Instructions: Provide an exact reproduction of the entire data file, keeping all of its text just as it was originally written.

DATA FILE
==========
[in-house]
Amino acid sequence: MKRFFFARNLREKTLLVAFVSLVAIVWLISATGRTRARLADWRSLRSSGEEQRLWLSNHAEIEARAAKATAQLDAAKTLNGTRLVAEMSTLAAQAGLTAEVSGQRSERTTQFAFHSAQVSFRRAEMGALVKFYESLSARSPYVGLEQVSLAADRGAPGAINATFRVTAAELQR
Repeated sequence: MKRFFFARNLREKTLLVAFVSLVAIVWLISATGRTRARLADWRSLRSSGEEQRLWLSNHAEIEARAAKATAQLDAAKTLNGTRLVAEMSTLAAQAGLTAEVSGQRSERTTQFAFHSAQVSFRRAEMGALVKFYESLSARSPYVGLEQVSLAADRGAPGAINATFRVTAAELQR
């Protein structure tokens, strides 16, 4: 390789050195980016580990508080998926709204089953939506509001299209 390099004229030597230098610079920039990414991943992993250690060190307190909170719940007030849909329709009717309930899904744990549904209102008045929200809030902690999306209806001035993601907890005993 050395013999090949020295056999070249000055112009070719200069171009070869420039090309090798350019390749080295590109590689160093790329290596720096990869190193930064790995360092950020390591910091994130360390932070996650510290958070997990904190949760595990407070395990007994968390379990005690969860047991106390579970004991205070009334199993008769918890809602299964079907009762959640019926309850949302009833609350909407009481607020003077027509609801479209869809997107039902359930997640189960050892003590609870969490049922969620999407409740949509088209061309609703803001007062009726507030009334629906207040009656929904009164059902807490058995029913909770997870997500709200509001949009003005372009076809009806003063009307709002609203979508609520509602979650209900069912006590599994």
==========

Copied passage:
[in-house]
Amino acid sequence: MKRFFFARNLREKTLLVAFVSLVAIVWLISATGRTRARLADWRSLRSSGEEQRLWLSNHAEIEARAAKATAQLDAAKTLNGTRLVAEMSTLAAQAGLTAEVSGQRSERTTQFAFHSAQVSFRRAEMGALVKFYESLSARSPYVGLEQVSLAADRGAPGAINATFRVTAAELQR
Repeated sequence: MKRFFFARNLREKTLLVAFVSLVAIVWLISATGRTRARLADWRSLRSSGEEQRLWLSNHAEIEARAAKATAQLDAAKTLNGTRLVAEMSTLAAQAGLTAEVSGQRSERTTQFAFHSAQVSFRRAEMGALVKFYESLSARSPYVGLEQVSLAADRGAPGAINATFRVTAAELQR
């Protein structure tokens, strides 16, 4: 390789050195980016580990508080998926709204089953939506509001299209 390099004229030597230098610079920039990414991943992993250690060190307190909170719940007030849909329709009717309930899904744990549904209102008045929200809030902690999306209806001035993601907890005993 050395013999090949020295056999070249000055112009070719200069171009070869420039090309090798350019390749080295590109590689160093790329290596720096990869190193930064790995360092950020390591910091994130360390932070996650510290958070997990904190949760595990407070395990007994968390379990005690969860047991106390579970004991205070009334199993008769918890809602299964079907009762959640019926309850949302009833609350909407009481607020003077027509609801479209869809997107039902359930997640189960050892003590609870969490049922969620999407409740949509088209061309609703803001007062009726507030009334629906207040009656929904009164059902807490058995029913909770997870997500709200509001949009003005372009076809009806003063009307709002609203979508609520509602979650209900069912006590599994």